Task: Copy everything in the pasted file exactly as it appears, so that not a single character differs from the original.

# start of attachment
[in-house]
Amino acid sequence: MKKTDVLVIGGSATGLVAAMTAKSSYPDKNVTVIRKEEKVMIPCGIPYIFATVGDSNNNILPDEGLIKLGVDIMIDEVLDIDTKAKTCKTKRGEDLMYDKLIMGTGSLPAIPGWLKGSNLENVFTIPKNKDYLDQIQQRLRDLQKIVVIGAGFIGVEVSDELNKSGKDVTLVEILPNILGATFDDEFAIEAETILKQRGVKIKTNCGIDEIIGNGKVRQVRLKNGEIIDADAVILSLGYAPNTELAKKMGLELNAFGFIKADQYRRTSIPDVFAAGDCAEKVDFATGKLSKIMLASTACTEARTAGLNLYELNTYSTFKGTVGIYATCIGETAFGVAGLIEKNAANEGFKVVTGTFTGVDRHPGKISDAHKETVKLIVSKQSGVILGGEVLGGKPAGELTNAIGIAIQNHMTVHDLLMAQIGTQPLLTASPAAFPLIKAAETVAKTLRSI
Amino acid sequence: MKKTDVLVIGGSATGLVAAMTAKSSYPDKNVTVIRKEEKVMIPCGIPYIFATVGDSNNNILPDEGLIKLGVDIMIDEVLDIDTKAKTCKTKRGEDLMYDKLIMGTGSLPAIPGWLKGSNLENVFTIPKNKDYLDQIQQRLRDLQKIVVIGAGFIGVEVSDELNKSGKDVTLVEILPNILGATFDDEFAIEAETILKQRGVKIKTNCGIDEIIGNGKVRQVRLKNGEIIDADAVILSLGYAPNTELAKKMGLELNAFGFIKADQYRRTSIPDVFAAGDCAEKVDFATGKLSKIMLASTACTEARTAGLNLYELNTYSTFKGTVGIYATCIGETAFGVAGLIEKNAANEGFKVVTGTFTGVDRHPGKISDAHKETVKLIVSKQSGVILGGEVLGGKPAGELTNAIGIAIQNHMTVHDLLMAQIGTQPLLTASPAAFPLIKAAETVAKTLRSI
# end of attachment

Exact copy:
[in-house]
Amino acid sequence: MKKTDVLVIGGSATGLVAAMTAKSSYPDKNVTVIRKEEKVMIPCGIPYIFATVGDSNNNILPDEGLIKLGVDIMIDEVLDIDTKAKTCKTKRGEDLMYDKLIMGTGSLPAIPGWLKGSNLENVFTIPKNKDYLDQIQQRLRDLQKIVVIGAGFIGVEVSDELNKSGKDVTLVEILPNILGATFDDEFAIEAETILKQRGVKIKTNCGIDEIIGNGKVRQVRLKNGEIIDADAVILSLGYAPNTELAKKMGLELNAFGFIKADQYRRTSIPDVFAAGDCAEKVDFATGKLSKIMLASTACTEARTAGLNLYELNTYSTFKGTVGIYATCIGETAFGVAGLIEKNAANEGFKVVTGTFTGVDRHPGKISDAHKETVKLIVSKQSGVILGGEVLGGKPAGELTNAIGIAIQNHMTVHDLLMAQIGTQPLLTASPAAFPLIKAAETVAKTLRSI
Amino acid sequence: MKKTDVLVIGGSATGLVAAMTAKSSYPDKNVTVIRKEEKVMIPCGIPYIFATVGDSNNNILPDEGLIKLGVDIMIDEVLDIDTKAKTCKTKRGEDLMYDKLIMGTGSLPAIPGWLKGSNLENVFTIPKNKDYLDQIQQRLRDLQKIVVIGAGFIGVEVSDELNKSGKDVTLVEILPNILGATFDDEFAIEAETILKQRGVKIKTNCGIDEIIGNGKVRQVRLKNGEIIDADAVILSLGYAPNTELAKKMGLELNAFGFIKADQYRRTSIPDVFAAGDCAEKVDFATGKLSKIMLASTACTEARTAGLNLYELNTYSTFKGTVGIYATCIGETAFGVAGLIEKNAANEGFKVVTGTFTGVDRHPGKISDAHKETVKLIVSKQSGVILGGEVLGGKPAGELTNAIGIAIQNHMTVHDLLMAQIGTQPLLTASPAAFPLIKAAETVAKTLRSI